Michael Hunter Schwartz from Washburn University School of Law has a recent article in the Elon Law Review entitled Improving Legal Education by Improving Casebooks: Fourteen Things Casebooks Can Do to Produce Better and More Learning. The article points to a fundamental problem with casebooks – they are written by scholars, not teachers. In order to fulfill the ideas of Carnegie, casebooks have to be designed to incorporate best practices so that law professors can model/remodel their classes. Here is a taste of the article from the abstract:
The distinctive features [of the article] fall into five categories. First, the article describes innovations aimed at increasing the likelihood that we produce practice-ready lawyers. Second, it articulates what casebooks can take from the field of instructional design. Third, it addresses what was, perhaps, the most challenging aspect of the design, creating learning experiences that assist students in synthesizing their existing value systems with the value systems implicitly and explicitly taught in law school. Fourth, the article describes the ways in which series books assist law teachers in being more effective as day-to-day classroom teachers. Finally, it explains what the books in the series do to assist law professors in providing students meaningful opportunities for practice and feedback, and to make it easier for law teachers to conduct multiple and varied summative assessments.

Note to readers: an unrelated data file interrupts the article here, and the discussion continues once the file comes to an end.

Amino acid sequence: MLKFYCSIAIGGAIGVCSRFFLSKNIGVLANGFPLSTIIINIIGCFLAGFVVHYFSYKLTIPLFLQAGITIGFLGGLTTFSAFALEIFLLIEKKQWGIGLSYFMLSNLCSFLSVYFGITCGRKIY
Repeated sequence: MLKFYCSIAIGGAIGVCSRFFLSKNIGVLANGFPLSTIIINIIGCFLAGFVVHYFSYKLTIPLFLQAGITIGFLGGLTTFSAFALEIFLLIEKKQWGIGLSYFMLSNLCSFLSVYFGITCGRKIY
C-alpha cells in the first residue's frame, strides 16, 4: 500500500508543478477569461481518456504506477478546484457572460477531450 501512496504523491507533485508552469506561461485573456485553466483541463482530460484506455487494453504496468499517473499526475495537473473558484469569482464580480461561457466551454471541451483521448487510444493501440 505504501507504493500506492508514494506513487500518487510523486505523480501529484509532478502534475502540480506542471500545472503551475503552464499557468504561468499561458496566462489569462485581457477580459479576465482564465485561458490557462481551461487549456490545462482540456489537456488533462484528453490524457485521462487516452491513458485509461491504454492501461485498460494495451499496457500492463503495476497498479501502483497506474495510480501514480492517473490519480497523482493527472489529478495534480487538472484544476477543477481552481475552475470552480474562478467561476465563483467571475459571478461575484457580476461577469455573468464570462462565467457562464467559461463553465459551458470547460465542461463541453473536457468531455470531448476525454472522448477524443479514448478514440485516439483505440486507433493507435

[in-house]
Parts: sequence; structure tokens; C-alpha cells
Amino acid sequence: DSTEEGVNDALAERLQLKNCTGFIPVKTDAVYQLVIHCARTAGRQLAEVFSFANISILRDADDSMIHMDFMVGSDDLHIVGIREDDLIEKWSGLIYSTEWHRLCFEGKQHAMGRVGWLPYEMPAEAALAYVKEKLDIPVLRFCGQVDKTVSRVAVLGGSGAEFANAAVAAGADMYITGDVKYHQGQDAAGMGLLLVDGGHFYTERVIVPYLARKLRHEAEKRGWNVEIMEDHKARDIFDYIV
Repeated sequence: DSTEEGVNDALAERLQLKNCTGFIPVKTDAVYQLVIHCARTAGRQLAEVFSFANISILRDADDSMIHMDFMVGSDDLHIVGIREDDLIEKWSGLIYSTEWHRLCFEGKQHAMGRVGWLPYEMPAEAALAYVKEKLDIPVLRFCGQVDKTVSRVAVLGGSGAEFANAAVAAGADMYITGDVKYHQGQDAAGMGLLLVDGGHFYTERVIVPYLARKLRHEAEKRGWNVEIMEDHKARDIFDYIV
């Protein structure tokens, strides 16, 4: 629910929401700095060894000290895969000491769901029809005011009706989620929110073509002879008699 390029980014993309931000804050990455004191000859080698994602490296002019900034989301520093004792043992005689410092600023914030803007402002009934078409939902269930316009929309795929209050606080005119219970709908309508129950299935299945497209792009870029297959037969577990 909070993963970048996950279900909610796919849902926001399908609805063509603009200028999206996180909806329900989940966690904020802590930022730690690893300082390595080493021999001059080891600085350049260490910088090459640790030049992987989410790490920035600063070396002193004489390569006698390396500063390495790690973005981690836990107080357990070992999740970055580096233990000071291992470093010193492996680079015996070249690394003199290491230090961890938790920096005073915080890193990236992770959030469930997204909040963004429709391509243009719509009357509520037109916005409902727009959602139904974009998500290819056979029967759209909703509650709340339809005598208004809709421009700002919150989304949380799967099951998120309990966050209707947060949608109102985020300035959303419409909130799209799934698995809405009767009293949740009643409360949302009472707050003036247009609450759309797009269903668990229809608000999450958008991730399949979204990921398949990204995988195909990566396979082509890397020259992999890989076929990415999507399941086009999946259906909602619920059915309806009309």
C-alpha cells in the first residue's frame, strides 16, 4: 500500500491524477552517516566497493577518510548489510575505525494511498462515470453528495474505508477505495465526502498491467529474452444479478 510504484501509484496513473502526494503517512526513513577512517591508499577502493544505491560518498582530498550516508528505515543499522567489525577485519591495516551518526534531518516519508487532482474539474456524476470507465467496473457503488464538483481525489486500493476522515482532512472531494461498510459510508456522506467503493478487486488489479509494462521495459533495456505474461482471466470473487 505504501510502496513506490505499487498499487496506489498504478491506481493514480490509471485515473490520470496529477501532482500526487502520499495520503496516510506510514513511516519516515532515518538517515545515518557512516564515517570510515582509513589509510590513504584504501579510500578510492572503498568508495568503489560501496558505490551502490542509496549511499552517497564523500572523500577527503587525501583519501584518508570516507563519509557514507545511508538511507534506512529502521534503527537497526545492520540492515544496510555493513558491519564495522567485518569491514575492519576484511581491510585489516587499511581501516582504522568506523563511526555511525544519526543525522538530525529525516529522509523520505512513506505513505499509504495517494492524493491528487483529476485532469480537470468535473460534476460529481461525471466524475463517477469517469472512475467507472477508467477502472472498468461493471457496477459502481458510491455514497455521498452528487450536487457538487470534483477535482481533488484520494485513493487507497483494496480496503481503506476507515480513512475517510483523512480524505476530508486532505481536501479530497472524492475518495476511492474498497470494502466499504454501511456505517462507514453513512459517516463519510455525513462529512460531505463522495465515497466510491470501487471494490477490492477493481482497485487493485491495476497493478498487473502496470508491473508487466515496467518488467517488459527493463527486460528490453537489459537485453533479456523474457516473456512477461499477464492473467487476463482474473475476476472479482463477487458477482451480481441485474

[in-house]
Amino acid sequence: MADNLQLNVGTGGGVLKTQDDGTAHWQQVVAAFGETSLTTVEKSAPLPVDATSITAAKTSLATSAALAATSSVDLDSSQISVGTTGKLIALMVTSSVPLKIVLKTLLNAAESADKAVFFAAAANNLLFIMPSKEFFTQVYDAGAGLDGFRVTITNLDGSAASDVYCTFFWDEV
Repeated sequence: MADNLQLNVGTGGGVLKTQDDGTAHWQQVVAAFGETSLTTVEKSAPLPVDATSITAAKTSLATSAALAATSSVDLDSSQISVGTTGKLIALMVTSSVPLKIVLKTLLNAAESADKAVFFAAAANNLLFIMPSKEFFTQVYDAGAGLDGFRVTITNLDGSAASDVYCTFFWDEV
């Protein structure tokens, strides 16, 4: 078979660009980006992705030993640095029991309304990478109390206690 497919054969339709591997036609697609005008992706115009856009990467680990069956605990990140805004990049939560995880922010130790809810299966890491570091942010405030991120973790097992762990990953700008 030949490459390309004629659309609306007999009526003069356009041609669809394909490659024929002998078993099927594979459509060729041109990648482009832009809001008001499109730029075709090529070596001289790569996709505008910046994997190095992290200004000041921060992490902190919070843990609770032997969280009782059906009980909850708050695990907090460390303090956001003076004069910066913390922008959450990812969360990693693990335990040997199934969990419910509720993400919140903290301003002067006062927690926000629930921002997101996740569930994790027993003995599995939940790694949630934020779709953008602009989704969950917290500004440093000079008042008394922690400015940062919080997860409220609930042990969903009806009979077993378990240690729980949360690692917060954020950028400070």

Give the article a read and let us know what you think!
Filed under: Best Practices & Curriculum